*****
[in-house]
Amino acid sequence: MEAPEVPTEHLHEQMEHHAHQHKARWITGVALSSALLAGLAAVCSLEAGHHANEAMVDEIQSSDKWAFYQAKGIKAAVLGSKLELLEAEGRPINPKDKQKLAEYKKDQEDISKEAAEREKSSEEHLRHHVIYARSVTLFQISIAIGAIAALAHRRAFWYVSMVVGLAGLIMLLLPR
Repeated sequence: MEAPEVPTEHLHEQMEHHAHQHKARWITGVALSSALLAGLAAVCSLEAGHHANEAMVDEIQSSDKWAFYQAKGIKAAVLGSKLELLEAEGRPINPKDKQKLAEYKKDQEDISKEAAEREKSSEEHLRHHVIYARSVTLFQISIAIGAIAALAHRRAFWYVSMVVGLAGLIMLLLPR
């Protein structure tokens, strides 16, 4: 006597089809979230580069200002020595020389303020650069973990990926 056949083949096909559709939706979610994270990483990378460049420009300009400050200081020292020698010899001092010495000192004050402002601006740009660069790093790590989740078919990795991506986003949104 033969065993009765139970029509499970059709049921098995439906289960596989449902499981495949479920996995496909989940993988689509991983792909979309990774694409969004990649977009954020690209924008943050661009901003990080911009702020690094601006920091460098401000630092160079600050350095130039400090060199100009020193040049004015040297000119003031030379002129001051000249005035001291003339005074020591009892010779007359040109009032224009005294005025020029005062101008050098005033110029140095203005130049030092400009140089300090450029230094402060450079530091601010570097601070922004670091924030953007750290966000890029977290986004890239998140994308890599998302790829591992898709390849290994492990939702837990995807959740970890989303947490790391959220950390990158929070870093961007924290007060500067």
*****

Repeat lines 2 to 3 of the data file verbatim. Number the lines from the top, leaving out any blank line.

Amino acid sequence: MEAPEVPTEHLHEQMEHHAHQHKARWITGVALSSALLAGLAAVCSLEAGHHANEAMVDEIQSSDKWAFYQAKGIKAAVLGSKLELLEAEGRPINPKDKQKLAEYKKDQEDISKEAAEREKSSEEHLRHHVIYARSVTLFQISIAIGAIAALAHRRAFWYVSMVVGLAGLIMLLLPR
Repeated sequence: MEAPEVPTEHLHEQMEHHAHQHKARWITGVALSSALLAGLAAVCSLEAGHHANEAMVDEIQSSDKWAFYQAKGIKAAVLGSKLELLEAEGRPINPKDKQKLAEYKKDQEDISKEAAEREKSSEEHLRHHVIYARSVTLFQISIAIGAIAALAHRRAFWYVSMVVGLAGLIMLLLPR